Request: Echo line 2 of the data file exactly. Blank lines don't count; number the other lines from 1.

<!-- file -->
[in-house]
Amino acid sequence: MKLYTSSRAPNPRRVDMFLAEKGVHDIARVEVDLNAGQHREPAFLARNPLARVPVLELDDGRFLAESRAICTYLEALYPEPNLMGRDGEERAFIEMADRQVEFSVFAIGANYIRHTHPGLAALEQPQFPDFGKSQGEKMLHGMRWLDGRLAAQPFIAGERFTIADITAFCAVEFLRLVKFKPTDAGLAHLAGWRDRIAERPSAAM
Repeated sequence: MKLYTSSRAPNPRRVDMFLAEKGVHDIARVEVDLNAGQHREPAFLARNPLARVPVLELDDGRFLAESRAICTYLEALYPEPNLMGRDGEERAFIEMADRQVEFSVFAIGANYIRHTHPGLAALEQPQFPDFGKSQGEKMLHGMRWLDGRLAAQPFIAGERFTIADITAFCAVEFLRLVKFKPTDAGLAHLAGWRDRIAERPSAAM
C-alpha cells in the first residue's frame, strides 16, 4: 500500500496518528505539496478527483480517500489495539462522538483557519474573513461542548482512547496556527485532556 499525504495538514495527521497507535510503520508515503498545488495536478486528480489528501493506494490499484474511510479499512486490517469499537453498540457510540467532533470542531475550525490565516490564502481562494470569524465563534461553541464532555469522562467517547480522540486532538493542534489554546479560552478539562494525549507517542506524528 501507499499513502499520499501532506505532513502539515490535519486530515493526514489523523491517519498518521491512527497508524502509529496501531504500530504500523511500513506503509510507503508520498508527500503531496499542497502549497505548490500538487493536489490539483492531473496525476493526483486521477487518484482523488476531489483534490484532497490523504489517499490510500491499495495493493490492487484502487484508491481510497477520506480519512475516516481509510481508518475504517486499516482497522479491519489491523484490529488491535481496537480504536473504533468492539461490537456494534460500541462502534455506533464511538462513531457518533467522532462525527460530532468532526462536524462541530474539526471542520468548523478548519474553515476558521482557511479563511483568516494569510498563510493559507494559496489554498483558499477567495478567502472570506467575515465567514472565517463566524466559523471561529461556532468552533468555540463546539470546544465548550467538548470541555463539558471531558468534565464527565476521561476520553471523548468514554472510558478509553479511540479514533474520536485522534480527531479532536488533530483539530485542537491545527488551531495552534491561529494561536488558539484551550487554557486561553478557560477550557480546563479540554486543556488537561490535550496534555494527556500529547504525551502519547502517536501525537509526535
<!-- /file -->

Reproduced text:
Amino acid sequence: MKLYTSSRAPNPRRVDMFLAEKGVHDIARVEVDLNAGQHREPAFLARNPLARVPVLELDDGRFLAESRAICTYLEALYPEPNLMGRDGEERAFIEMADRQVEFSVFAIGANYIRHTHPGLAALEQPQFPDFGKSQGEKMLHGMRWLDGRLAAQPFIAGERFTIADITAFCAVEFLRLVKFKPTDAGLAHLAGWRDRIAERPSAAM